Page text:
25% of COPD patients risk depression, often because they hold themselves responsible for their condition. The guilt or shame of smoking interferes with their physical health, and most patients are readmitted to hospital within a month. An effective protocol for COPD treatment would include psychotherapy to prevent patients from getting depressed and relapsing.
Patients with chronic obstructive pulmonary disease (COPD) may also be plagued by depression, compared with individuals without COPD. Researchers found that one in four COPD patients suffers from depressive symptoms. If left untreated, depression can lead to worsened health outcomes and even limit the effectiveness of COPD treatment.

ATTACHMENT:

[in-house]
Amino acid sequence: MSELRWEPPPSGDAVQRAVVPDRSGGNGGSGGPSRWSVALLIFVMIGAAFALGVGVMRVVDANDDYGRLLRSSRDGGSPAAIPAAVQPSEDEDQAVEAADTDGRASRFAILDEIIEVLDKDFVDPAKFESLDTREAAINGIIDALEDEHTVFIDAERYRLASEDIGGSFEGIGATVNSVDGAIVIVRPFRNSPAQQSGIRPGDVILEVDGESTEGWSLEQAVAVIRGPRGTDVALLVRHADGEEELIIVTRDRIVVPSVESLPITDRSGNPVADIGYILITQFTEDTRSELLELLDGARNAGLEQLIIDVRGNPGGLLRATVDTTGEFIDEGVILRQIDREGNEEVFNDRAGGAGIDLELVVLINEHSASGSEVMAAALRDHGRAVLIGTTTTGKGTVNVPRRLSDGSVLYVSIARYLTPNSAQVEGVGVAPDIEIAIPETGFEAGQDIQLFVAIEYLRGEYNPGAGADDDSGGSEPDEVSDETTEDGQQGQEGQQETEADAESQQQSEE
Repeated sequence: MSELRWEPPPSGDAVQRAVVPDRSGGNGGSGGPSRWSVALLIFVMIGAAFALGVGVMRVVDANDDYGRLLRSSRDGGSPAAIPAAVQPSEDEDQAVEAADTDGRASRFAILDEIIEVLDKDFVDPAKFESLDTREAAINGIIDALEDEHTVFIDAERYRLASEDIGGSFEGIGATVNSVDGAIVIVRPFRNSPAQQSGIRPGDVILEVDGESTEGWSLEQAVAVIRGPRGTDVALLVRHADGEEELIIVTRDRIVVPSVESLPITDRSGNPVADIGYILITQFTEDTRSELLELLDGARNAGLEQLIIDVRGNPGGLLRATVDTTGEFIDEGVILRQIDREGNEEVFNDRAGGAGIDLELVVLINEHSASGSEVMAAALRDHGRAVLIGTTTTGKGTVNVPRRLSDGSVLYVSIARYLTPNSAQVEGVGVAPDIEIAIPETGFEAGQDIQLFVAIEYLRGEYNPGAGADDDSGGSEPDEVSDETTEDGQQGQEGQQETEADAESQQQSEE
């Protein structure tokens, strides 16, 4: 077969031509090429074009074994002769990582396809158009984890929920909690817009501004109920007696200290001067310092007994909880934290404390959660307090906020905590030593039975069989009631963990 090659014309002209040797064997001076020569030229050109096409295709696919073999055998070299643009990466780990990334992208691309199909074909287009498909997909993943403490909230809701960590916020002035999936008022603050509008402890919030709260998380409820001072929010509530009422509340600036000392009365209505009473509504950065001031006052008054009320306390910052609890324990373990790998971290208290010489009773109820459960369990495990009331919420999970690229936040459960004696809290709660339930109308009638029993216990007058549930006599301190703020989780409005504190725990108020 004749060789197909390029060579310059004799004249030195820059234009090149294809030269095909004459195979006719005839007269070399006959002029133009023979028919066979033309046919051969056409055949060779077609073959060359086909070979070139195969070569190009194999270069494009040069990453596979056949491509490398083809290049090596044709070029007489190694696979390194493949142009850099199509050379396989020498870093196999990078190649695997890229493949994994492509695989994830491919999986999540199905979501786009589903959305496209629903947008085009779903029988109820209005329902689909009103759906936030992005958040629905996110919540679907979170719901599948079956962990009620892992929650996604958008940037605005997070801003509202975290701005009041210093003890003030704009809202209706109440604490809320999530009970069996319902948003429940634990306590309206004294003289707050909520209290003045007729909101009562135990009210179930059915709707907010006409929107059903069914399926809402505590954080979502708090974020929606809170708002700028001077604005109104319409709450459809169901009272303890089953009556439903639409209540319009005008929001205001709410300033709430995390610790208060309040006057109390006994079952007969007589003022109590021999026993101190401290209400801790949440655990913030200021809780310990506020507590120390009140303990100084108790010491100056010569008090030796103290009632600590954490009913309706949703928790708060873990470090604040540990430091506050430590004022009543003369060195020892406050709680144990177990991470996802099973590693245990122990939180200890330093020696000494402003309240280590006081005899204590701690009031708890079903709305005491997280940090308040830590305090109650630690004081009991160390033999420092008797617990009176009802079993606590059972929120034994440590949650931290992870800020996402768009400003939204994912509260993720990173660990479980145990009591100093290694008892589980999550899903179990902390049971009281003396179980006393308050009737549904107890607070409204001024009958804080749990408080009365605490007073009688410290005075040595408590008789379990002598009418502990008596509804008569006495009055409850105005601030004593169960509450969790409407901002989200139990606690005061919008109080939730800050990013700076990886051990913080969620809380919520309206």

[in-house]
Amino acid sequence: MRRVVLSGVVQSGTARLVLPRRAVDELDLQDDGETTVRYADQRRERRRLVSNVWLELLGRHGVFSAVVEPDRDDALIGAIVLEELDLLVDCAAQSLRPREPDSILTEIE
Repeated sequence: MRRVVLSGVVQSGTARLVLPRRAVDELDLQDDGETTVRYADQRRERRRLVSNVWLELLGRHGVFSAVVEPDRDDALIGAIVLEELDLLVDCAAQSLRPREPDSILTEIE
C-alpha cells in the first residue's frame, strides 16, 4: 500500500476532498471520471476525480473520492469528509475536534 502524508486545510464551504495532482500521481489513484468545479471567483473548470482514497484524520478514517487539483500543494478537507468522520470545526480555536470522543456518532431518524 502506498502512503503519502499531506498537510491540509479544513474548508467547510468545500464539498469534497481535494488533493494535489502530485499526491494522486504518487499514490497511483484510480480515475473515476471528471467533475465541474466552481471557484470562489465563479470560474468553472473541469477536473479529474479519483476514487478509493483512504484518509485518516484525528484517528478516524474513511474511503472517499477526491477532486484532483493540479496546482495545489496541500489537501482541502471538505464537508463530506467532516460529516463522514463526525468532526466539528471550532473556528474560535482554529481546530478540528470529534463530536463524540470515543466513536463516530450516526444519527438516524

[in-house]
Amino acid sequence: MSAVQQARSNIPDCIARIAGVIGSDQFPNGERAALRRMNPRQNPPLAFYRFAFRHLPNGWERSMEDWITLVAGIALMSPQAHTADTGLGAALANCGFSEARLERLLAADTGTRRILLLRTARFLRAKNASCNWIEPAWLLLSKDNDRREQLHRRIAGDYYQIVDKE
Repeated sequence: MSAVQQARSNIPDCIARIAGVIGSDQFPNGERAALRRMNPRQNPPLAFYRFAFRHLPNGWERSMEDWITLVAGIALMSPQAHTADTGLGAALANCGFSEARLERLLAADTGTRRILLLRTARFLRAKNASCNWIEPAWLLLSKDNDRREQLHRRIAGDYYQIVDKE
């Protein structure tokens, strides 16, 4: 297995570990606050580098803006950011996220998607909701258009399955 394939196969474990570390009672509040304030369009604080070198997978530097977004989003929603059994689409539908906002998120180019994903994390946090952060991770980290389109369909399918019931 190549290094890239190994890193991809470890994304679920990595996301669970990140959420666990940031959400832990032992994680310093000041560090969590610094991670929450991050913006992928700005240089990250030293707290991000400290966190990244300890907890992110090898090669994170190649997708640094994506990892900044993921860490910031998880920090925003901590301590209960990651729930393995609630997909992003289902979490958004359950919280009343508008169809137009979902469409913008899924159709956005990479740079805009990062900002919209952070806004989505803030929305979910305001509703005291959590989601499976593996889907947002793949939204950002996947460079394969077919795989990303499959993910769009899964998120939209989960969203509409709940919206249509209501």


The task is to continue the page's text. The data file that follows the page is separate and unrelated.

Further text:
Depression Risks For COPD Patients
In an alternative study of depression in COPD, researchers randomly selected a sample of 5 percent of Medicare beneficiaries diagnosed with COPD and found that 22 percent of them had one or more psychological disorders.
Furthermore, that study also revealed that the odds of a 30-day readmission to the hospital among COPD patients were higher if they had depression, anxiety, or any other psychological disorder.
COPD is a chronic, incurable condition that affects nearly 24 million Americans. Depression in COPD makes it more difficult for patients to adhere to therapies.
The Reason Behind It
Dr. David Mannino from the University of Kentucky said, “They call it ‘the shame-and-blame game’ because a lot of people who have it [COPD] feel like they brought it on themselves and got what they deserved. Part of this is the message that smoking’s bad and no one should do it. That leads to the misguided interpretation that “smokers are bad people.”
Researchers recommend psychological therapy as part of a standard COPD therapy in order to improve psychological conditions, which in turn improve overall well-being.